The Queen and I (2008), directed and produced by Swedish-Iranian filmmaker Nahid Persson Sarvestani, follows the former Empress of Iran, Farah Pahlavi and Sarvestani as they discuss their life stories following the 1979 Iranian Revolution. These two women are unlikely confidants; Sarvestani is a former communist who participated in the Revolution in her youth; Pahlavi is the widow of Mohammad Reza Pahlavi, the last Shah of Iran. The documentary draws you in right from the beginning.
In 1979, the Iranian monarchy (the Pahlavi dynasty) was overthrown and was replaced by an Islamic Republic led by Ayattolah Ruholla Khomeini. The royal family chose to flee Iran and Farah Pahlavi lives in exile to this day. Following the revolution, Khomeini was quick to silence those who did not support his regime. Like the royal family, Sarvestani and her family struggled following the revolution. They were targeted as communists and escaped the country in order to survive. They eventually made it to Sweden after living underground for several years.
Sarvestani tells us that she was enchanted by Pahlavi in her youth and watched Pahlavi’s fairy-tale-life unfold through television and magazines. Sarvestani’s reality was much different; growing up, her family was poor and her father was very ill. Her mother had to weave carpet in the family home to make ends meet for her eight children. Sarvestani began to hear about the tyranny and oppression under the Shah’s rule and eventually participated in the revolution with her brothers. Almost 30 years later she wants to make a film about Farah Pahlavi and her life since the revolution. The focus of the film shifts after the two women develop an unexpected friendship.
Viewers sense the interpersonal tension between the women right from the beginning of the film, as we watch Sarvestani waiting impatiently in Pahlavi’s lavish Parisian living room. She is meeting the former Queen for the very first time. Sarvestani is dressed casually, in jeans. “What would you like to be called?” she asks Pahlavi. “You may call me your Majesty,” Pahlavi replies. When narrating the film Sarvestani refers to Pahlavi by her first name, “Farah.”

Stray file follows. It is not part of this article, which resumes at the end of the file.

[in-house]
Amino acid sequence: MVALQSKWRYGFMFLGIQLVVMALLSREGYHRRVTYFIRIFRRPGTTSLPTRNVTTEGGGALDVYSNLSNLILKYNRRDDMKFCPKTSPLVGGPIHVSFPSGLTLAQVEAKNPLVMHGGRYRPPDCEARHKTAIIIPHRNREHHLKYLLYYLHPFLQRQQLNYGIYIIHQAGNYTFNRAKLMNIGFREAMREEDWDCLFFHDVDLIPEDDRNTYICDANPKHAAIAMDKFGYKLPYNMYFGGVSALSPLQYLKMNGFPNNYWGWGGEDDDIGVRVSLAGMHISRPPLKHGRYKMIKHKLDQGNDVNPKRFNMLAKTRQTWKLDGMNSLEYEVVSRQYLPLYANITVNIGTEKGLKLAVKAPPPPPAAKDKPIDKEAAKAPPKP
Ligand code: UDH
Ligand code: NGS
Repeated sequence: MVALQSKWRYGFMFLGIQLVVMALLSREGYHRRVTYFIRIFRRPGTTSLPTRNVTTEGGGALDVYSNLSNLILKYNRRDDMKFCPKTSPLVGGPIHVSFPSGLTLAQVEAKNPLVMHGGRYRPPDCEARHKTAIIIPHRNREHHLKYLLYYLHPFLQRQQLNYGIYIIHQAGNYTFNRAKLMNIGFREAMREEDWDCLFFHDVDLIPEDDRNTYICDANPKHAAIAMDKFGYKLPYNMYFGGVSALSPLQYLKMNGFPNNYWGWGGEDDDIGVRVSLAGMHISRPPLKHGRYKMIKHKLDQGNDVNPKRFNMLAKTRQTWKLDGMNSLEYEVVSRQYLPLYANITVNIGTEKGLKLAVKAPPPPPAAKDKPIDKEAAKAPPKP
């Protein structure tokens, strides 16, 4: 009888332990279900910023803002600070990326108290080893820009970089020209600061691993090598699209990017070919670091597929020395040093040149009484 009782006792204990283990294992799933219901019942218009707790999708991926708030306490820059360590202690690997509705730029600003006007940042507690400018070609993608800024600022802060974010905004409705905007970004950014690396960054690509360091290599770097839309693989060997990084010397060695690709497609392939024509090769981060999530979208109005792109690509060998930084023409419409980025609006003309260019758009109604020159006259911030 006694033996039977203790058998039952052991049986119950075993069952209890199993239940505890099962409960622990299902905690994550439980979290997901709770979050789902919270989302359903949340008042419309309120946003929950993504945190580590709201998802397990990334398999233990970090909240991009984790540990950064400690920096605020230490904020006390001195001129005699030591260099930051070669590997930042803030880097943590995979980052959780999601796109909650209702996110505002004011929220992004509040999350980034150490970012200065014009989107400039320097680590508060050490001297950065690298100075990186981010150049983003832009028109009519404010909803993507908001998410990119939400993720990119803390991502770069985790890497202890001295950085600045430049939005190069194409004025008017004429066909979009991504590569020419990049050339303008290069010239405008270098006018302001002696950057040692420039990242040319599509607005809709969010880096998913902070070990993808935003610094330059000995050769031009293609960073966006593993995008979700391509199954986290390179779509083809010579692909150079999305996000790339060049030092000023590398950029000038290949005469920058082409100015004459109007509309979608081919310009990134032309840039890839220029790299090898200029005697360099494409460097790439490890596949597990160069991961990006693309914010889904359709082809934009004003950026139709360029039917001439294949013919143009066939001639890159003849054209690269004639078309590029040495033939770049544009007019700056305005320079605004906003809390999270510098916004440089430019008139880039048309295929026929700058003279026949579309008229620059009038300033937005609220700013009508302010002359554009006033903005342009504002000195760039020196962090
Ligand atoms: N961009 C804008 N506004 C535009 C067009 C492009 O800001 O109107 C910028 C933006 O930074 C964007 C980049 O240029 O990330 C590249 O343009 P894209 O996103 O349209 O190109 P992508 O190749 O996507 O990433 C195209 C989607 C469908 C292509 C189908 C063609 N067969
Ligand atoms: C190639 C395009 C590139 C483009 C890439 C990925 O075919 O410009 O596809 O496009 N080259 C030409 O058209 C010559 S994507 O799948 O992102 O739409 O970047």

Sarvestani is in search of answers. What was Farah’s life like after the revolution? How could she love the Shah, a man who had caused so much suffering to Iranians? The viewer is taken on her personal journey into the private and exclusive world of the former Queen of Iran. On the 29th anniversary of the revolution, Pahlavi and Sarvestani sit together in the same room as Pahlavi tends to her correspondence. “How ironic that we are sitting in the same room together, the Queen and someone who fought to remove her from her power,” Sarvestani remarks.
In the end both women come to an understanding as they open up and share intimate details of their lives with each other. Sarvestani finally asks Pahlavi the more difficult questions about the Shah’s oppressive government, questions she was uncomfortable asking during the beginning of the film. Pahlavi’s answers are surprisingly honest.
By the end of the film I fell in love with the elegant Pahlavi who, despite her involvement with the Shah, appears to be remorseful and deeply concerned over the situation in Iran. At first she is very uncomfortable and weary of Sarvestani and her film. She questions Sarvestani’s motives for making the documentary and the film is called off a few times after Sarvestani’s communist past is uncovered.
In my opinion, Sarvestani does a good job of maintaining objectivity throughout the film. The film shifts back and forth through time; from the Revolution; to Pahlavi’s engagement and marriage to the Shah; to Sarvestani’s stories of escape and survival, and so on. I enjoy that the narrative is not chronological. The past is deeply entwined in their current lives and the filmmaker does an excellent job of illustrating this. The women are always living in the shadow of the revolution.
This is a touching story about two women from very different worlds sharing stories of exile. Following the revolution both suffered the loss of loved ones and both can never safely return to their homeland. Underneath their political and ideological differences lies a common longing for Iran. Both desire change, and both share hope for the future of their country. Their lives share the same past, although their stories play out from very different forms. They are citizens of the world, together in exile.
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